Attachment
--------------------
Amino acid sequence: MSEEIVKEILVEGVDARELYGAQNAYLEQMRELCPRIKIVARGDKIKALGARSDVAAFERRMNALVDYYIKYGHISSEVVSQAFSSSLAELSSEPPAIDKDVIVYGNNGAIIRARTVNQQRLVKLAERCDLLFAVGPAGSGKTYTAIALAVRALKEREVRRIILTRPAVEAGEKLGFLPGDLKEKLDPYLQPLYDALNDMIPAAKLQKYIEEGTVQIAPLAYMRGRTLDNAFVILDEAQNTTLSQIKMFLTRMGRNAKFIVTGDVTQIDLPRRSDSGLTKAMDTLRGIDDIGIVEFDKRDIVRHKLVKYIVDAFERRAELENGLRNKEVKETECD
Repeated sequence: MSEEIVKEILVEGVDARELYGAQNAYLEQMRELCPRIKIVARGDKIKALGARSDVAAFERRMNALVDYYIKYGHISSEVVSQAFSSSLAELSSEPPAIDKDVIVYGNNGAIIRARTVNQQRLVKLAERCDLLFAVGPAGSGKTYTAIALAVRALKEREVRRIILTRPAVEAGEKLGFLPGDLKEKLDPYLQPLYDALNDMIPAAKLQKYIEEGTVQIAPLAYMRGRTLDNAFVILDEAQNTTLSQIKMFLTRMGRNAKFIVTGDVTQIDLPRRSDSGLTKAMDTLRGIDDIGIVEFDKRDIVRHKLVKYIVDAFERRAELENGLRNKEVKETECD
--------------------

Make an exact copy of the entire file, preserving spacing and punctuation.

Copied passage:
Amino acid sequence: MSEEIVKEILVEGVDARELYGAQNAYLEQMRELCPRIKIVARGDKIKALGARSDVAAFERRMNALVDYYIKYGHISSEVVSQAFSSSLAELSSEPPAIDKDVIVYGNNGAIIRARTVNQQRLVKLAERCDLLFAVGPAGSGKTYTAIALAVRALKEREVRRIILTRPAVEAGEKLGFLPGDLKEKLDPYLQPLYDALNDMIPAAKLQKYIEEGTVQIAPLAYMRGRTLDNAFVILDEAQNTTLSQIKMFLTRMGRNAKFIVTGDVTQIDLPRRSDSGLTKAMDTLRGIDDIGIVEFDKRDIVRHKLVKYIVDAFERRAELENGLRNKEVKETECD
Repeated sequence: MSEEIVKEILVEGVDARELYGAQNAYLEQMRELCPRIKIVARGDKIKALGARSDVAAFERRMNALVDYYIKYGHISSEVVSQAFSSSLAELSSEPPAIDKDVIVYGNNGAIIRARTVNQQRLVKLAERCDLLFAVGPAGSGKTYTAIALAVRALKEREVRRIILTRPAVEAGEKLGFLPGDLKEKLDPYLQPLYDALNDMIPAAKLQKYIEEGTVQIAPLAYMRGRTLDNAFVILDEAQNTTLSQIKMFLTRMGRNAKFIVTGDVTQIDLPRRSDSGLTKAMDTLRGIDDIGIVEFDKRDIVRHKLVKYIVDAFERRAELENGLRNKEVKETECD